The prospect of digital Britain, which is fuelling demand for flat-screen televisions capable of receiving crystal sharp, high-definition broadcasts, kept consumers flocking to Comet stores for new sets after the World Cup finished, according to its owner Kesa Electricals.
Instead of slowing down, sales of flat-screen TVs remained strong throughout August, September and October, Kesa said yesterday, unveiling figures that briefly sent its shares to a new high. Kesa's comments echoed those made by DSG International, home to Currys, on Wednesday.
John Lewis yesterday also said sales of its own televisions were doing "incredibly well", rising by 14 per cent last week against its peak week during the World Cup.
Kesa reported a 9.5 per cent leap in group like-for-like sales, which includes its main French electricals chain Darty and its BUT furniture business, during its third-quarter to 31 October.
Comet's underlying sales surged 10.9 per cent, Darty's by 9.6 per cent, and BUT's by 3 per cent. Its less developed chains in Italy, Switzerland and Belgium grew their underlying sales by 10.2 per cent.
Jean-Noel Labroue, the chief executive, said market conditions had been "positive". He said the strength of the back-to-school market had driven laptop sales, and the white goods market, which is driven by the housing market, had continued to pick up. But he remained cautious going into December and January, which is when the group makes most of its money.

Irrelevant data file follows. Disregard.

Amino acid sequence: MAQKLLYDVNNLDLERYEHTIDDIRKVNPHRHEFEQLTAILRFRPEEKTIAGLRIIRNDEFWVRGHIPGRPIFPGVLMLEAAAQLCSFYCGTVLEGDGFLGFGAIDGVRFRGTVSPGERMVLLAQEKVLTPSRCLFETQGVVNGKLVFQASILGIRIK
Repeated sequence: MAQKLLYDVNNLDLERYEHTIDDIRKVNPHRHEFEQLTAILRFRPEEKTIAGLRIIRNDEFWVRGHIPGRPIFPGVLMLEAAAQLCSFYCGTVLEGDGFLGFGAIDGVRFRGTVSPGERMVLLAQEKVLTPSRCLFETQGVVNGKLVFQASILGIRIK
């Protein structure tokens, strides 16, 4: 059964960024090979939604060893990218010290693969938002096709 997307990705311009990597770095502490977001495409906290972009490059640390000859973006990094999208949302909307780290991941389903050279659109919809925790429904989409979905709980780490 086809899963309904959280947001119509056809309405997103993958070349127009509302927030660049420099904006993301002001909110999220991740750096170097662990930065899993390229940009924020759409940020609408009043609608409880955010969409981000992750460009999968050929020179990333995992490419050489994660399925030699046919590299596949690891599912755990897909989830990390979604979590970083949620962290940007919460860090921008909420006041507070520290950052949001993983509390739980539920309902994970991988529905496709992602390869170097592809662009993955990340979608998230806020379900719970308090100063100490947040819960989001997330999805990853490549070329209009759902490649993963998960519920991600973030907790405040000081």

"Although consumer confidence is expected to remain robust in the short term, we have seen a slowdown in the rate of growth towards the end of the quarter," he added. M. Labroue also said margins, which are lower on new technology products because of intense competition, remained soft.
Shares in the group, which briefly touched a new high of 376.75p, closed down a halfpenny at 359.5p despite a series of profit upgrades from analysts. Numis Securities lifted its pre-tax profit expectations to £175m from £160.1m.
On Wednesday John Clare, DSG's chief executive, said that size was "now everything" when it came to flat-panel TVs.
The best-selling models today have 37-inch screens and the 20-inch models, which a decade ago were regarded as large, are seen as portable versions.Reuse content